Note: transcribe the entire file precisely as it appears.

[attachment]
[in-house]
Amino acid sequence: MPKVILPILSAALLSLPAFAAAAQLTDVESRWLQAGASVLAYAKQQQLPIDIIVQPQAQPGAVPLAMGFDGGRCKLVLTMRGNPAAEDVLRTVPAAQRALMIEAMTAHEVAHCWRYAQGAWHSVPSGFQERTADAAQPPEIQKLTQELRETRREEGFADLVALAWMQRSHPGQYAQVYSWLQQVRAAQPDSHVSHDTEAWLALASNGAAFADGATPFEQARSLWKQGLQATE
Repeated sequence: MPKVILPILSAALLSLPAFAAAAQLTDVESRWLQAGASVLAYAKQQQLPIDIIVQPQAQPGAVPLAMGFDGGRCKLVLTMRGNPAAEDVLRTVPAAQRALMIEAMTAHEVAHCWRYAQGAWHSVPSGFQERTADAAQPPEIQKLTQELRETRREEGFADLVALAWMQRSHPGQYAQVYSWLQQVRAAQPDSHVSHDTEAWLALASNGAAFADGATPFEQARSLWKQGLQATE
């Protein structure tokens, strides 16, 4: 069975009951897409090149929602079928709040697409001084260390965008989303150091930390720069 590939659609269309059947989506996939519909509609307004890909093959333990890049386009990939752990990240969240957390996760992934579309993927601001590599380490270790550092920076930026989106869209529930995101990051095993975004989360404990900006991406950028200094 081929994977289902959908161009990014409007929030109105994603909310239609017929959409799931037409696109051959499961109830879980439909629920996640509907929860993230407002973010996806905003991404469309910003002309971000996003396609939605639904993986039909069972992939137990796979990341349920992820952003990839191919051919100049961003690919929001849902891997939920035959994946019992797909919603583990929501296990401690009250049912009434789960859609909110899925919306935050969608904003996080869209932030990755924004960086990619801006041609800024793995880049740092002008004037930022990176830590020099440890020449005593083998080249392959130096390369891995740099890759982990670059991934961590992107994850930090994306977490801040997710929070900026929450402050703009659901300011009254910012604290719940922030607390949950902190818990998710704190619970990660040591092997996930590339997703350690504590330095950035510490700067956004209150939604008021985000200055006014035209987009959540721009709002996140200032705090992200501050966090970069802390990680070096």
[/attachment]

[in-house]
Amino acid sequence: MPKVILPILSAALLSLPAFAAAAQLTDVESRWLQAGASVLAYAKQQQLPIDIIVQPQAQPGAVPLAMGFDGGRCKLVLTMRGNPAAEDVLRTVPAAQRALMIEAMTAHEVAHCWRYAQGAWHSVPSGFQERTADAAQPPEIQKLTQELRETRREEGFADLVALAWMQRSHPGQYAQVYSWLQQVRAAQPDSHVSHDTEAWLALASNGAAFADGATPFEQARSLWKQGLQATE
Repeated sequence: MPKVILPILSAALLSLPAFAAAAQLTDVESRWLQAGASVLAYAKQQQLPIDIIVQPQAQPGAVPLAMGFDGGRCKLVLTMRGNPAAEDVLRTVPAAQRALMIEAMTAHEVAHCWRYAQGAWHSVPSGFQERTADAAQPPEIQKLTQELRETRREEGFADLVALAWMQRSHPGQYAQVYSWLQQVRAAQPDSHVSHDTEAWLALASNGAAFADGATPFEQARSLWKQGLQATE
């Protein structure tokens, strides 16, 4: 069975009951897409090149929602079928709040697409001084260390965008989303150091930390720069 590939659609269309059947989506996939519909509609307004890909093959333990890049386009990939752990990240969240957390996760992934579309993927601001590599380490270790550092920076930026989106869209529930995101990051095993975004989360404990900006991406950028200094 081929994977289902959908161009990014409007929030109105994603909310239609017929959409799931037409696109051959499961109830879980439909629920996640509907929860993230407002973010996806905003991404469309910003002309971000996003396609939605639904993986039909069972992939137990796979990341349920992820952003990839191919051919100049961003690919929001849902891997939920035959994946019992797909919603583990929501296990401690009250049912009434789960859609909110899925919306935050969608904003996080869209932030990755924004960086990619801006041609800024793995880049740092002008004037930022990176830590020099440890020449005593083998080249392959130096390369891995740099890759982990670059991934961590992107994850930090994306977490801040997710929070900026929450402050703009659901300011009254910012604290719940922030607390949950902190818990998710704190619970990660040591092997996930590339997703350690504590330095950035510490700067956004209150939604008021985000200055006014035209987009959540721009709002996140200032705090992200501050966090970069802390990680070096």